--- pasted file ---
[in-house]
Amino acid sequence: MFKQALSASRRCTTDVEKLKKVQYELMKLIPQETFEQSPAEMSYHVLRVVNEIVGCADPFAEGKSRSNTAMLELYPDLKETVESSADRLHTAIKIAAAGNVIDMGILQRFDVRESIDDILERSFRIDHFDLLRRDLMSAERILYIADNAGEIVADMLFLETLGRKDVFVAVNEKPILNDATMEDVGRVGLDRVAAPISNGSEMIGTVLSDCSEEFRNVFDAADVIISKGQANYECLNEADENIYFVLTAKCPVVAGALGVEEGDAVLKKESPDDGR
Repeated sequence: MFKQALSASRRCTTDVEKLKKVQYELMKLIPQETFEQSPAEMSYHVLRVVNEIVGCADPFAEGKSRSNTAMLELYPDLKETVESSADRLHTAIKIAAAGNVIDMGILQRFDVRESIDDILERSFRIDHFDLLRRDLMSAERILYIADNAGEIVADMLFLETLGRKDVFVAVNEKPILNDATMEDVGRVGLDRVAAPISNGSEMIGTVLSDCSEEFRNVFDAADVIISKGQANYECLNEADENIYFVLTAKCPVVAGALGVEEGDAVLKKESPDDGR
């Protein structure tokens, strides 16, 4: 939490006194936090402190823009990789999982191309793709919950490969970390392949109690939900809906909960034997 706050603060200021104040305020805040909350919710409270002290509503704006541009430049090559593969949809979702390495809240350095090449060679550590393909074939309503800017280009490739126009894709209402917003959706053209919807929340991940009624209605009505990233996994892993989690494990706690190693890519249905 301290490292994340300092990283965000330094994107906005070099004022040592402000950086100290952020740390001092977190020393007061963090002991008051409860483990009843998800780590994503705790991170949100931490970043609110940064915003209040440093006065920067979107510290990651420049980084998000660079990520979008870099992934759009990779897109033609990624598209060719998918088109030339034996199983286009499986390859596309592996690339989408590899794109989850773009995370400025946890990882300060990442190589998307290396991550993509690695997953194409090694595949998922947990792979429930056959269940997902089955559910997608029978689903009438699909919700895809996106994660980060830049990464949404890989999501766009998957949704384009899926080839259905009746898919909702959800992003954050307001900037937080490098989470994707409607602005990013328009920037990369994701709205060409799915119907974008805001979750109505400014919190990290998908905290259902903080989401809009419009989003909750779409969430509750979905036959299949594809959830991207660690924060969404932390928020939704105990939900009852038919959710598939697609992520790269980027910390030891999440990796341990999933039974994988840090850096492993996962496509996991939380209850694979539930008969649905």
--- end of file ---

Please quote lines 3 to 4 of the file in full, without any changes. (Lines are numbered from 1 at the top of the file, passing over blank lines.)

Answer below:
Repeated sequence: MFKQALSASRRCTTDVEKLKKVQYELMKLIPQETFEQSPAEMSYHVLRVVNEIVGCADPFAEGKSRSNTAMLELYPDLKETVESSADRLHTAIKIAAAGNVIDMGILQRFDVRESIDDILERSFRIDHFDLLRRDLMSAERILYIADNAGEIVADMLFLETLGRKDVFVAVNEKPILNDATMEDVGRVGLDRVAAPISNGSEMIGTVLSDCSEEFRNVFDAADVIISKGQANYECLNEADENIYFVLTAKCPVVAGALGVEEGDAVLKKESPDDGR
């Protein structure tokens, strides 16, 4: 939490006194936090402190823009990789999982191309793709919950490969970390392949109690939900809906909960034997 706050603060200021104040305020805040909350919710409270002290509503704006541009430049090559593969949809979702390495809240350095090449060679550590393909074939309503800017280009490739126009894709209402917003959706053209919807929340991940009624209605009505990233996994892993989690494990706690190693890519249905 301290490292994340300092990283965000330094994107906005070099004022040592402000950086100290952020740390001092977190020393007061963090002991008051409860483990009843998800780590994503705790991170949100931490970043609110940064915003209040440093006065920067979107510290990651420049980084998000660079990520979008870099992934759009990779897109033609990624598209060719998918088109030339034996199983286009499986390859596309592996690339989408590899794109989850773009995370400025946890990882300060990442190589998307290396991550993509690695997953194409090694595949998922947990792979429930056959269940997902089955559910997608029978689903009438699909919700895809996106994660980060830049990464949404890989999501766009998957949704384009899926080839259905009746898919909702959800992003954050307001900037937080490098989470994707409607602005990013328009920037990369994701709205060409799915119907974008805001979750109505400014919190990290998908905290259902903080989401809009419009989003909750779409969430509750979905036959299949594809959830991207660690924060969404932390928020939704105990939900009852038919959710598939697609992520790269980027910390030891999440990796341990999933039974994988840090850096492993996962496509996991939380209850694979539930008969649905």